Employment law stories in the news – 28.03.2016 to 03.04.2016

redmans-blog-newsIn the latest of our series of posts on employment law stories in the news, we take a look at eight employment stories that have made headlines between 28 March 2016 and 3 April 2016

  1. £1.4m Derbyshire NHS sexual harassment scandal put before Health Secretary Jeremy Hunt – The husband of a woman who a tribunal ruled was sexually harassed has written to the Health Secretary with his concern over the £1.4million scandal. Former HR director Helen Marks was awarded £832,711 after the ex-chairman of Derbyshire Healthcare NHS Foundation Trust, Alan Baines, was ruled to have sexually harassed her (The Derby Telegraph)
  2. National Living Wage comes into force – The new mandatory National Living Wage (NLW) has come into force, requiring employers to pay workers aged 25 and over at least £7.20 an hour. It is expected to give 1.8 million workers an immediate pay rise (BBC)
  3. Union readies for battle over B&Q pay deal – Shopworkers’ union Usdaw is preparing to challenge DIY giant B&Q over pay cuts imposed as part of measures to introduce the new National Living Wage. The £7.20 per hour minimum rate will be introduced for workers aged 25 and over from tomorrow (The National)
  4. Tata Port Talbot steelworks closure ‘could hit 15,000 jobs’ – About 15,000 jobs could be affected if a buyer is not found for Port Talbot’s steelworks, a councillor has claimed. Indian owner Tata Steel is selling its entire loss-making UK business but did not give an “open ended” commitment to keep plants open during the sale (BBC)
  5. NHS suspends board member over same sex remarks – A former magistrate has been suspended from an NHS board after making controversial comments about gay adoption. Devout Christian Richard Page has been suspended the hospital board where he has been a member for the last two decades, after making comments that same-sex parents are not suitable for children (The Telegraph)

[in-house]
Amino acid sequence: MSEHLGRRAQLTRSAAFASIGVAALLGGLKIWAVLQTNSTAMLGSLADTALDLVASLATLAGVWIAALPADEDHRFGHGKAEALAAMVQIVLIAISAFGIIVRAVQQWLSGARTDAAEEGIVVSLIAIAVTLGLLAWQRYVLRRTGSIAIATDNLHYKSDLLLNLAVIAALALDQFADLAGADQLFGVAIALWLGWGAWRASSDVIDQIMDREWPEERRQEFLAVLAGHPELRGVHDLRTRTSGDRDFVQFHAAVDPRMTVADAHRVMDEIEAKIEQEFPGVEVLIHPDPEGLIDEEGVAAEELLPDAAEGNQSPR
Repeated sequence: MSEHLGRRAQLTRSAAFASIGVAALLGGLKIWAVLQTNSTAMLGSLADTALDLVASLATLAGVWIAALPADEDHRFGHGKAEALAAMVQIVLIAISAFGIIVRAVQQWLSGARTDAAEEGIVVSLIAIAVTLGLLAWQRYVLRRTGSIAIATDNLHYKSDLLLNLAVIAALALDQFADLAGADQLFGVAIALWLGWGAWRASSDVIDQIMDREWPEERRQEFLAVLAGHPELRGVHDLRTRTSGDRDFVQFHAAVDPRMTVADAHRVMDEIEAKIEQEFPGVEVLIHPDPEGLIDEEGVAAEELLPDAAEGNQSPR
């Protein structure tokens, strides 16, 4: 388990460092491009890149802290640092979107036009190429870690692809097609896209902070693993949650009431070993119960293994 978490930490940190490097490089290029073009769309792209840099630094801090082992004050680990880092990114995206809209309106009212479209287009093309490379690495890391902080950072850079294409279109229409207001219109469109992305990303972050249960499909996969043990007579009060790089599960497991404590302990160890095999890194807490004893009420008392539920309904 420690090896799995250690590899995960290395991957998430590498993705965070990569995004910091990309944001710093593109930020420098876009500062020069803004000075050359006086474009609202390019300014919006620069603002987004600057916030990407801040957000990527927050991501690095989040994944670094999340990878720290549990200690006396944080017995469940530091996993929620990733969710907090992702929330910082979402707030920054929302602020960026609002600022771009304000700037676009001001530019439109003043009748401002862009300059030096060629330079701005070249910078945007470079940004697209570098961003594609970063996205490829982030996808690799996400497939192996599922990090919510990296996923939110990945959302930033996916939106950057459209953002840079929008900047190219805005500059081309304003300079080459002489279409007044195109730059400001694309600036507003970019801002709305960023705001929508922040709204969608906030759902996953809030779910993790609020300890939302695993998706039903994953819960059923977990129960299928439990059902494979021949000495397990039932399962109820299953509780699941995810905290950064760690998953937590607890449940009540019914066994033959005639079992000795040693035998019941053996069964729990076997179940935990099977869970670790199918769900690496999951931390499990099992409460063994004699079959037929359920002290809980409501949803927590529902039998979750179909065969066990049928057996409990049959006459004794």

6. Thundering brass left me deaf, says opera musician – A viola player is suing the Royal Opera House, claiming that his position next to a thundering brass section has left him with permanent hearing loss. When Chris Goldscheider, 46, went to work on September 1, 2012, to rehearse Wagner’s Die Walkure, he had everything he wanted: a job in a top orchestra playing the instrument he loved, a family and a house. Yet that evening when he went home and switched on the television, he couldn’t hear it, he alleges (The Sunday Times)
  7. Worker falls down service shaft – A company in Derbyshire has been fined after a worker fell thirteen metres down a service riser shaft. Leicester Magistrates’ Court heard how a 36-year-old worker, who was from Romania, was dismantling falsework (a form of temporary structure) in a building that was under construction at Fletcher Development, De Montfort University, Leicester (HSE)
  8. Judge rejects councillor’s racism claim against SNP – A councillor who accused the SNP of racial discrimination after she was removed from a list of approved MSP candidates has had a legal action under employment law rejected by a tribunal judge (Herald Scotland)